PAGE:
(c)2006 b stearns
a/n: huge thanks to everyone who hung in there, and thanks for the incredible reviews.
Dean was worried.
He wasn't good at worrying. It was a waste of time. But this deserved it, because he was worried about Sam.
He wanted to talk it all over out loud with someone, he could work almost anything out aloud, but there was no one to tell and no way to say certain things without sounding like an overprotective nut, by his estimation. He'd missed most of what had happened but knew enough to realize how much it must have sucked.
There had been no pain in coming apart, because pain he could recognize in almost all its forms and he had ways of ignoring it or warding it off. Pain was easy. Shredding out into the world was the worst of all possibilities and he'd had no idea of how to deal with that. He remembered sitting by the car and staring at the elemental and knowing what it was, knowing it belonged to the house and that it wasn't sentient. People set them up all the time, sometimes without even knowing, leaving them open-ended. You just weren't supposed to see them. He remembered thinking it would be good to have Sam try and set them on the rooms they stayed in, or on the car. Or leave them behind in the places where they'd chased something away. Sam would be good at it, Sam had the kind of heart that would be able to set them for all the right reasons.
The elemental hadn't cared what the house wanted. That was the danger of setting protections and not ever taking them down, protecting long after the focus had decided enough was enough.
He remembered poking around the yard, circling the house and listening to it die. He never discussed houses with Sam, with anyone. There was no reason to. They had souls or they didn't. They contained the souls of prior inhabitants or they didn't. Talking about it was like describing blue to someone born blind; you were welcome to try and come to an understanding but good luck to you.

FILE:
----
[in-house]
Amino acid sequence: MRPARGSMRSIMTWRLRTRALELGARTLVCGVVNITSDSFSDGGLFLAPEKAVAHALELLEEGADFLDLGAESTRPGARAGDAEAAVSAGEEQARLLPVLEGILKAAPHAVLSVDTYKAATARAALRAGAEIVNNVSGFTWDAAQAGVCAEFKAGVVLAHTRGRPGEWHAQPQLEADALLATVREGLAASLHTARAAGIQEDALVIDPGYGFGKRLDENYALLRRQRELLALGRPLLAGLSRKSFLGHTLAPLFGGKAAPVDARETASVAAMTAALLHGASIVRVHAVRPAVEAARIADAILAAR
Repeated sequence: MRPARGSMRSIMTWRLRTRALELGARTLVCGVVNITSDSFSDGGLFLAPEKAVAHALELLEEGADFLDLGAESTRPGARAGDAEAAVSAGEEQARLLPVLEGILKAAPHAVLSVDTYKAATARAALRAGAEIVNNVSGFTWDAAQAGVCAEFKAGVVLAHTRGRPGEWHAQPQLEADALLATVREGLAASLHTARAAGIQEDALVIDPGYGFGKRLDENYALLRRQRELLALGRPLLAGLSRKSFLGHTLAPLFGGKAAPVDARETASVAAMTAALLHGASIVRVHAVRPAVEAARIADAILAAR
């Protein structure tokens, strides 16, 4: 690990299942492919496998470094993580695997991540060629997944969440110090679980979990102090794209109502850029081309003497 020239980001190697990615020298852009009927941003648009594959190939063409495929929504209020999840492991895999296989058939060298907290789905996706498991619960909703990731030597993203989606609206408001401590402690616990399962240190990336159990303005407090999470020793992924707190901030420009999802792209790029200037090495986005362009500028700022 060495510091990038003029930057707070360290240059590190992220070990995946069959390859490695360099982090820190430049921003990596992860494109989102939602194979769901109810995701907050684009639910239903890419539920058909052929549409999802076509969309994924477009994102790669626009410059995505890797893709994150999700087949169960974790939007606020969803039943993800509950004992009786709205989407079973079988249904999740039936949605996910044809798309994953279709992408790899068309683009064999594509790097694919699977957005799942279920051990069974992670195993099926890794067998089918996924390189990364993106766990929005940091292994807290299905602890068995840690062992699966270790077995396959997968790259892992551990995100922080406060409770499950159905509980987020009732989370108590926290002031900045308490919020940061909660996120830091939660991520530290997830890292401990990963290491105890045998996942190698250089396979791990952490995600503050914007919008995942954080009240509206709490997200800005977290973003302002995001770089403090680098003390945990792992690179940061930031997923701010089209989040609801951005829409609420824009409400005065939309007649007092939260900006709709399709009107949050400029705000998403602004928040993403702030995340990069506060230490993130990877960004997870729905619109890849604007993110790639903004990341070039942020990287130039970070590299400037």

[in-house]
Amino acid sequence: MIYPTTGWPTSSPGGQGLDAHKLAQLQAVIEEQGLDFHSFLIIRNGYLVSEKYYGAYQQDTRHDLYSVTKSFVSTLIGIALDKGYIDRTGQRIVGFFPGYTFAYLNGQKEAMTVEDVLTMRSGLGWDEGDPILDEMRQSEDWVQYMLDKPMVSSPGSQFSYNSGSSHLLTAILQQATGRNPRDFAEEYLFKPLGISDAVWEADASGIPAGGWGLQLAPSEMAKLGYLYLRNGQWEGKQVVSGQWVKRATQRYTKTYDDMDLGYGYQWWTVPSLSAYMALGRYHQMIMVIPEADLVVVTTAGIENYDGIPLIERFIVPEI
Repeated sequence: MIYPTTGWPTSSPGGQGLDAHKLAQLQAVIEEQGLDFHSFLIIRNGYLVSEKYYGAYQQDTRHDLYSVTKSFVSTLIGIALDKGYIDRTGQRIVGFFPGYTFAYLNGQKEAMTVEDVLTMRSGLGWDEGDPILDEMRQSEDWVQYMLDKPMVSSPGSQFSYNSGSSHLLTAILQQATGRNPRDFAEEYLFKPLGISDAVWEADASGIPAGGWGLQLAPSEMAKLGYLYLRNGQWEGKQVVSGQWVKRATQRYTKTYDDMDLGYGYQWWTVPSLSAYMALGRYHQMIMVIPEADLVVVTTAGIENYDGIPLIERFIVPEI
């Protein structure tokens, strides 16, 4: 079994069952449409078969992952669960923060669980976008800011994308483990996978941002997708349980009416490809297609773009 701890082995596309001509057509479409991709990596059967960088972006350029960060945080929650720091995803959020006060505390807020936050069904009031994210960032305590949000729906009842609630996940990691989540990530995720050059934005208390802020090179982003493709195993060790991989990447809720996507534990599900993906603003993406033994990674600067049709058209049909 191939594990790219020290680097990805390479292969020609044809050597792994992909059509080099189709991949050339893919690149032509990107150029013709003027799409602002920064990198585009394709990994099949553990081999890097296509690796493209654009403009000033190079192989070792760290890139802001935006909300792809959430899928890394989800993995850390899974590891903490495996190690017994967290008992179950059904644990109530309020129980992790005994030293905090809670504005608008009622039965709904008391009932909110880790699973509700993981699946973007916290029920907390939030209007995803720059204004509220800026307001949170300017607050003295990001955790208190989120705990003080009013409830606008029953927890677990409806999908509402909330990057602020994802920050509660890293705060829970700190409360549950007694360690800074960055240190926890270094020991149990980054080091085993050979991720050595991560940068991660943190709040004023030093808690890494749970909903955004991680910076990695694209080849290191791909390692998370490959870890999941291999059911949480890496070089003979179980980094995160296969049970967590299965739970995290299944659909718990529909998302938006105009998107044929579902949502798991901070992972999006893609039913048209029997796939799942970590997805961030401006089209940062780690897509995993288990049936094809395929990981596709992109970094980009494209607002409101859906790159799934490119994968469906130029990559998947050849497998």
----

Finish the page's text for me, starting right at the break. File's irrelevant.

He should have known that anything and everything would find him out in the open after what had happened earlier that night. Him not quite put together right and Sam the Psychic Wonder Chew Toy just yards away in the house, hello. The best part of all was that the lights hadn't even meant to take him apart, they'd just ended up pulling him open because there were too many of them in one place. They'd just been centering on him, and jeez, he'd actually had to admit that to Sam. He'd been pretty sure he was dying, so, free pass on that one.
They were gone, now. He wasn't sure where, and tried not to think about it. The first time he'd come apart he'd just torn a hole in himself. This time he'd opened a hole in the world, and maybe it wasn't big enough or deep enough to let the right and wrong things come and go between worlds on their own, but it was still an invisible blast crater that at the least invited a...pooling of some sort. He'd just let the elemental deal with that, if it could, because he didn't want to know what it would take to fill it back in. He wasn't through filling himself back in, and as long as the crater wasn't hurting anyone or anything it was best to let it go and check in every now and then. Sam might be able to tell if it was going to be a problem. Dean wouldn't ask him, exactly, or say anything about it, he'd just herd Sam into standing in a particular spot, and then try and pretend he wasn't staring at him.
After the crying had ended (never seen that before, never seen Sam cry out loud above the age of twelve, not like that, maybe not ever) Sam hadn't evinced anything that looked like recognizable emotion. It was like he was numb or in shock or something, and Dean wasn't subtle with his own emotions but he was good at picking out the nuances in others. Survival technique, invitation to manipulate, signals letting him know where all the weaknesses were. Sam was not 'others'. Sam still had the same way of expressing himself that he always had and Dean had always known how and when to address each to either make it better or worse. Sam shut down when he was pissed off, really pissed off as in fuck you, done with your shit. There'd be a clenched jaw and hooded eyes to go with the silence. He'd draw his shoulders in and curl up against people. When Sam was mad at someone, he refused to look at them. When Dean was mad, he couldn't stop looking.